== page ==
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FPPC probe targets Newport council members

City is trying to get the state to change a law that bars officials from appointing themselves to paying boards.

February 20, 2012|By Mike Reicher

Three Newport Beach City Council members are among the dozens of Orange County officials accused of violating a state ethics law that bars officials from voting themselves onto paid boards or committees.

The state Fair Political Practices Commission (FPPC) found that Councilman Rush Hill violated the rule and issued him a warning in December. The cases against Council Members Steve Rosansky and Leslie Daigle are still open.

In the meantime, the city has joined a petition with seven others in Orange County seeking to change the law.

At issue are the politicians' appointments to boards outside the city government, some of which include stipends.

State law prohibits elected officials from appointing themselves to a board or committee when they could make $250 or more in a one-year period, according to a warning letter sent from the FPPC's enforcement chief, Gary Winuk.

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The cities contend these stipends should be exempt.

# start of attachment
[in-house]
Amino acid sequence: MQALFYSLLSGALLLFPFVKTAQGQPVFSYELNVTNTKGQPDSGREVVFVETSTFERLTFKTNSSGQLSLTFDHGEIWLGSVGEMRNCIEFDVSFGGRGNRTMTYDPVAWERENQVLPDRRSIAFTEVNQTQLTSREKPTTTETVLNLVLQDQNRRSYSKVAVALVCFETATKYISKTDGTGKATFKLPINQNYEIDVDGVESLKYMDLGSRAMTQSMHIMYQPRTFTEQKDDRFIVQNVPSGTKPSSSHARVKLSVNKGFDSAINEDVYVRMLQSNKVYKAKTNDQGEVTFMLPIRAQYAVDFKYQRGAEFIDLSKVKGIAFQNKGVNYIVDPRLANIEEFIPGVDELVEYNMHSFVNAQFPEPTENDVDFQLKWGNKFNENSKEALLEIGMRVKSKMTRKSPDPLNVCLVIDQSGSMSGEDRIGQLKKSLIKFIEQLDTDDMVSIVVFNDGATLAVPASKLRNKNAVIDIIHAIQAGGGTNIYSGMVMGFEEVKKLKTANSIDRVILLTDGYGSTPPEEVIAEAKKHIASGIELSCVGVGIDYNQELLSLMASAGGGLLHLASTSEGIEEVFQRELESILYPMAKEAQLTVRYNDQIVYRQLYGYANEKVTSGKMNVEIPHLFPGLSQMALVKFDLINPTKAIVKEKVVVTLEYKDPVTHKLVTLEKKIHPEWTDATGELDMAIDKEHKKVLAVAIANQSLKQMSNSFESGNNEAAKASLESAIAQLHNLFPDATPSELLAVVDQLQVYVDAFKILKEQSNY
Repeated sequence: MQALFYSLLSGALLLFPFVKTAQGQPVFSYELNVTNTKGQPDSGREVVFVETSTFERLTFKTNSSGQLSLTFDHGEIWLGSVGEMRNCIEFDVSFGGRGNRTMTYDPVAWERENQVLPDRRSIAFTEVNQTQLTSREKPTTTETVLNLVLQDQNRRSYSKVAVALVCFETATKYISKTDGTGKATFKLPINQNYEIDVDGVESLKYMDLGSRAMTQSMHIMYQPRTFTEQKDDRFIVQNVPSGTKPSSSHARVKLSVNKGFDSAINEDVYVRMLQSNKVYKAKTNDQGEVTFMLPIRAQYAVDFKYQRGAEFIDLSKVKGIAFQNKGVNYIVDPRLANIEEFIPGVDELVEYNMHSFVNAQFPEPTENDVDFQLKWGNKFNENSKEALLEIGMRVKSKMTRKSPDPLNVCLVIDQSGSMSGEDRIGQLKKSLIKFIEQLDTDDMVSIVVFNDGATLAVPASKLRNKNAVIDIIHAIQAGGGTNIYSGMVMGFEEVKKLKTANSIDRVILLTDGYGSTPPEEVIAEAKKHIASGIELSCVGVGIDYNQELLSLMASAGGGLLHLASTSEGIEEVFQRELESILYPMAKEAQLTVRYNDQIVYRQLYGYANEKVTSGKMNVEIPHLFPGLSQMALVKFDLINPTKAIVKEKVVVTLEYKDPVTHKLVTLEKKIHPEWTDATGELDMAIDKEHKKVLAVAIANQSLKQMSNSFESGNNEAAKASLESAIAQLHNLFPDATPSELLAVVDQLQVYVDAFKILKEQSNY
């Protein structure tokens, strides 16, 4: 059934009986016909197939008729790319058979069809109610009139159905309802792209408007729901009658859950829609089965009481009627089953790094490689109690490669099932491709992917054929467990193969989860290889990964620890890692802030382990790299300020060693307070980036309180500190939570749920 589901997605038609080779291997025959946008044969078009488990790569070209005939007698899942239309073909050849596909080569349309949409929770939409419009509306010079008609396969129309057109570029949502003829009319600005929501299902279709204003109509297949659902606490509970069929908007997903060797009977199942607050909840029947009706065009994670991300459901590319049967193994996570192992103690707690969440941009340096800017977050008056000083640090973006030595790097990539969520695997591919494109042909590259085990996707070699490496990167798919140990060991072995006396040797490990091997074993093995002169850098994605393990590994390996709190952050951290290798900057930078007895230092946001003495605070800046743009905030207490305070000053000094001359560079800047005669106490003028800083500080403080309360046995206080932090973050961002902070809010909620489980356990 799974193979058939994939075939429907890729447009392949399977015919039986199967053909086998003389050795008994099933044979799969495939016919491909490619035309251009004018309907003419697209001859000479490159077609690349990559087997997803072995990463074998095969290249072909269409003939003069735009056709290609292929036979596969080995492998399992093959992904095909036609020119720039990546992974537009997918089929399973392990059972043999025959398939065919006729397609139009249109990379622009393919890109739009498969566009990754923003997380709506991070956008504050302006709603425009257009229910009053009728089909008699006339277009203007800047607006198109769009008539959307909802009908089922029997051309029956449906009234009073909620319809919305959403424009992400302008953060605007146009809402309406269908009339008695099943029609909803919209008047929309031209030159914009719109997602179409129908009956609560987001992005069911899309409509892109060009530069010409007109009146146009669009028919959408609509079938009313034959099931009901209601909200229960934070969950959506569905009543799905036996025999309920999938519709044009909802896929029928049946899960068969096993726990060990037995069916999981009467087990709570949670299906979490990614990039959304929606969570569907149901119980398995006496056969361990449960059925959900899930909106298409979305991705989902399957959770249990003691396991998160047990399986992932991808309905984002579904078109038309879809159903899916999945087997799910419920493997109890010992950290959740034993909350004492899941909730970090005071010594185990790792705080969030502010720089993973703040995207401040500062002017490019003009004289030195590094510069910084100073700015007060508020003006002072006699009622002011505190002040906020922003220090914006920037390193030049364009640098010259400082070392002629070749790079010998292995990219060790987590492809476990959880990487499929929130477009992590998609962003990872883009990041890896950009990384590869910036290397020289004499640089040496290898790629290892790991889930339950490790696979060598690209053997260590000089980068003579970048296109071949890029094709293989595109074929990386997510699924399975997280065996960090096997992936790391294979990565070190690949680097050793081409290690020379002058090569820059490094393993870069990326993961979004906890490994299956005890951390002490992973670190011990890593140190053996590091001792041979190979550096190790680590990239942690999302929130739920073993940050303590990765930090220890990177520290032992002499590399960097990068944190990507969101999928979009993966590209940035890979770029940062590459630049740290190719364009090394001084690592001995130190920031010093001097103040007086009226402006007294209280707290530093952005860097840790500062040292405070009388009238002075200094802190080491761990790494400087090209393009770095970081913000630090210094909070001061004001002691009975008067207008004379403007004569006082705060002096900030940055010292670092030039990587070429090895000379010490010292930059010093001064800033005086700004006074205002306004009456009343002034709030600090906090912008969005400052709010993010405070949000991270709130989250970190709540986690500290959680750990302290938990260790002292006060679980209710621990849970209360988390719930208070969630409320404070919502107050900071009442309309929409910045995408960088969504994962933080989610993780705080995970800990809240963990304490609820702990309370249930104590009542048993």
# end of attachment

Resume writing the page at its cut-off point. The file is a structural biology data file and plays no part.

For decades — at least as long as some Newport council members can remember — officials here voted in sweeping motions that appointed council members at once onto such boards. Many of these votes were unanimous.

In Hill's case, he and the rest of the council voted him onto the San Joaquin Hills Transportation Corridor Agency Board of Directors in early 2011. Directors there make $120 per monthly meeting. Hill also was paid for about two committee meetings during the past year, he said.

"To insinuate that someone is doing this for a financial gain is taking this to an absurd level," Hill said Monday.

The FPPC informed Hill and 39 other Orange County council members that this "decision did not affect your personal finances by a significant amount."

Rosansky and Daigle made more, records show.

Rosansky serves on the Orange County Sanitation District Board of Directors, which makes about $210 per monthly meeting.

In the past tax year, Rosansky said he made about $3,000.

"I don't think there's a massive conspiracy to defraud the public," he said.

Daigle serves on the Southern California Assn. of Governments and the Orange County Vector Control District. They pay $120 and $100 per monthly meeting, respectively.

She blamed past city attorneys for not warning council members they could be violating state law.

"This has been a practice that has been established for 100 years," she said, referring to the age of the city.

Since the warning letters were distributed in December, Newport council members have recused themselves from voting on their own paid appointments. Hill's letter said that he would face a $5,000 fine for each vote.

In March, FPPC commissioners plan to consider changes to the law.

mike.reicher@latimes.com

Twitter: @mreicher

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